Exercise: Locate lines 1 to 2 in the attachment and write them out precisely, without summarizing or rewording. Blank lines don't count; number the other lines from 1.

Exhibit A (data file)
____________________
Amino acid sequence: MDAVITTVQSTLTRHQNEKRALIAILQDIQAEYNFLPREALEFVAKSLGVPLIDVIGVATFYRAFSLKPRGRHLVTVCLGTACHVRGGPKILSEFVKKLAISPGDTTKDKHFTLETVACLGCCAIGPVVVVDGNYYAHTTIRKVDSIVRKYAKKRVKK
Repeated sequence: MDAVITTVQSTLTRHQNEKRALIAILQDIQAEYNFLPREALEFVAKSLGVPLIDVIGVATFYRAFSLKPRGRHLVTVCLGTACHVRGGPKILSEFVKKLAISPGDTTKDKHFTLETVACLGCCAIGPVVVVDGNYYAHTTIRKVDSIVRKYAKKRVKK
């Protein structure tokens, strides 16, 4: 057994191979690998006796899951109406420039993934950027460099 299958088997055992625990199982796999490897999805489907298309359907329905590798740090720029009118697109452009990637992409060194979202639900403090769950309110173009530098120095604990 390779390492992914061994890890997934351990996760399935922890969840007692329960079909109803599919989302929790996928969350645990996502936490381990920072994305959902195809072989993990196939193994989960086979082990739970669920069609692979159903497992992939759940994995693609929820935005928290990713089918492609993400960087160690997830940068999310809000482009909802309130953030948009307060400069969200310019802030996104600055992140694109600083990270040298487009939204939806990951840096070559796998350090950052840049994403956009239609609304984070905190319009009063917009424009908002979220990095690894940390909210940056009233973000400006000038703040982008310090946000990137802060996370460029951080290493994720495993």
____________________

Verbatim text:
Amino acid sequence: MDAVITTVQSTLTRHQNEKRALIAILQDIQAEYNFLPREALEFVAKSLGVPLIDVIGVATFYRAFSLKPRGRHLVTVCLGTACHVRGGPKILSEFVKKLAISPGDTTKDKHFTLETVACLGCCAIGPVVVVDGNYYAHTTIRKVDSIVRKYAKKRVKK
Repeated sequence: MDAVITTVQSTLTRHQNEKRALIAILQDIQAEYNFLPREALEFVAKSLGVPLIDVIGVATFYRAFSLKPRGRHLVTVCLGTACHVRGGPKILSEFVKKLAISPGDTTKDKHFTLETVACLGCCAIGPVVVVDGNYYAHTTIRKVDSIVRKYAKKRVKK